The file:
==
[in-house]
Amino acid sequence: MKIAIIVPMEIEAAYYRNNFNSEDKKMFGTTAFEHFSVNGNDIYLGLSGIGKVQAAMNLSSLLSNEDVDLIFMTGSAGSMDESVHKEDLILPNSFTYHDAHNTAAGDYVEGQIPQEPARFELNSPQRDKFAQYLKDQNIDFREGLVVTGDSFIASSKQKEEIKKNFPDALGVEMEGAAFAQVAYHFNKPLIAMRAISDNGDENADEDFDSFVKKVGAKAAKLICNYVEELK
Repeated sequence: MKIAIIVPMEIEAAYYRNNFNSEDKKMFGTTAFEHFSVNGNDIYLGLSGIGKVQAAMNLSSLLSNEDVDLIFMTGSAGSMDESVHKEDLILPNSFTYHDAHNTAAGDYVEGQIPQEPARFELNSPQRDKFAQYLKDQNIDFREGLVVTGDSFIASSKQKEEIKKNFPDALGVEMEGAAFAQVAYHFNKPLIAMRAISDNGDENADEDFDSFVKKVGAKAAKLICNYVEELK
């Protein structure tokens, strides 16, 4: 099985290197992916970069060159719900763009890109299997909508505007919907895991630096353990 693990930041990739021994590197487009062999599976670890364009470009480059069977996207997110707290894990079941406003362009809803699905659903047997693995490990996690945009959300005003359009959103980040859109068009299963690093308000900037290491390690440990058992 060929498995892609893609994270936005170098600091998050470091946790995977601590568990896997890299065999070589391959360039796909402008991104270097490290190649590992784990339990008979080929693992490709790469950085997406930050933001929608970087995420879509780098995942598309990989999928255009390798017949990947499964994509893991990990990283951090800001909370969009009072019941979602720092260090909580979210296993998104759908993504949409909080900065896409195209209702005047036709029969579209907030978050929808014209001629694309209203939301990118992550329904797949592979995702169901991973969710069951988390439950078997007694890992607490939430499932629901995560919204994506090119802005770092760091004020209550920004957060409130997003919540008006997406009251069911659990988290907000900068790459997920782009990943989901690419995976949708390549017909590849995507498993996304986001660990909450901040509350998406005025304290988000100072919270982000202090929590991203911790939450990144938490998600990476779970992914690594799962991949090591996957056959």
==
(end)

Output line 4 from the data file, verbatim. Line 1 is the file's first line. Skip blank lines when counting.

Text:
């Protein structure tokens, strides 16, 4: 099985290197992916970069060159719900763009890109299997909508505007919907895991630096353990 693990930041990739021994590197487009062999599976670890364009470009480059069977996207997110707290894990079941406003362009809803699905659903047997693995490990996690945009959300005003359009959103980040859109068009299963690093308000900037290491390690440990058992 060929498995892609893609994270936005170098600091998050470091946790995977601590568990896997890299065999070589391959360039796909402008991104270097490290190649590992784990339990008979080929693992490709790469950085997406930050933001929608970087995420879509780098995942598309990989999928255009390798017949990947499964994509893991990990990283951090800001909370969009009072019941979602720092260090909580979210296993998104759908993504949409909080900065896409195209209702005047036709029969579209907030978050929808014209001629694309209203939301990118992550329904797949592979995702169901991973969710069951988390439950078997007694890992607490939430499932629901995560919204994506090119802005770092760091004020209550920004957060409130997003919540008006997406009251069911659990988290907000900068790459997920782009990943989901690419995976949708390549017909590849995507498993996304986001660990909450901040509350998406005025304290988000100072919270982000202090929590991203911790939450990144938490998600990476779970992914690594799962991949090591996957056959």